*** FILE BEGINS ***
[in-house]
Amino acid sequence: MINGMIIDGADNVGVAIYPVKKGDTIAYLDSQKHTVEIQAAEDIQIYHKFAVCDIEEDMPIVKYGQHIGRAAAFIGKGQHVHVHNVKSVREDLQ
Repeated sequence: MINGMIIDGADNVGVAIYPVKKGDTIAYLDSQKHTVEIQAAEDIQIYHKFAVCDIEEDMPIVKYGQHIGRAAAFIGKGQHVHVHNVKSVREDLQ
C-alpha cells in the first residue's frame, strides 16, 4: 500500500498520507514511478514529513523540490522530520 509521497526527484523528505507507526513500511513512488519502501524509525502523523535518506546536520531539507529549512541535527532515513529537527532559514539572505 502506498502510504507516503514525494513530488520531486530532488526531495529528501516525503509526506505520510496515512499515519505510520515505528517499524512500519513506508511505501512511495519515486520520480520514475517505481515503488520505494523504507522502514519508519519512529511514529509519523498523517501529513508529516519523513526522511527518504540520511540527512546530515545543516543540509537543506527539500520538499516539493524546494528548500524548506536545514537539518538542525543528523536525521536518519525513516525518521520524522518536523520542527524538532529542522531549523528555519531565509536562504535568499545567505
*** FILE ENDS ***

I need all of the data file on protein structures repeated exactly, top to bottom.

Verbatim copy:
[in-house]
Amino acid sequence: MINGMIIDGADNVGVAIYPVKKGDTIAYLDSQKHTVEIQAAEDIQIYHKFAVCDIEEDMPIVKYGQHIGRAAAFIGKGQHVHVHNVKSVREDLQ
Repeated sequence: MINGMIIDGADNVGVAIYPVKKGDTIAYLDSQKHTVEIQAAEDIQIYHKFAVCDIEEDMPIVKYGQHIGRAAAFIGKGQHVHVHNVKSVREDLQ
C-alpha cells in the first residue's frame, strides 16, 4: 500500500498520507514511478514529513523540490522530520 509521497526527484523528505507507526513500511513512488519502501524509525502523523535518506546536520531539507529549512541535527532515513529537527532559514539572505 502506498502510504507516503514525494513530488520531486530532488526531495529528501516525503509526506505520510496515512499515519505510520515505528517499524512500519513506508511505501512511495519515486520520480520514475517505481515503488520505494523504507522502514519508519519512529511514529509519523498523517501529513508529516519523513526522511527518504540520511540527512546530515545543516543540509537543506527539500520538499516539493524546494528548500524548506536545514537539518538542525543528523536525521536518519525513516525518521520524522518536523520542527524538532529542522531549523528555519531565509536562504535568499545567505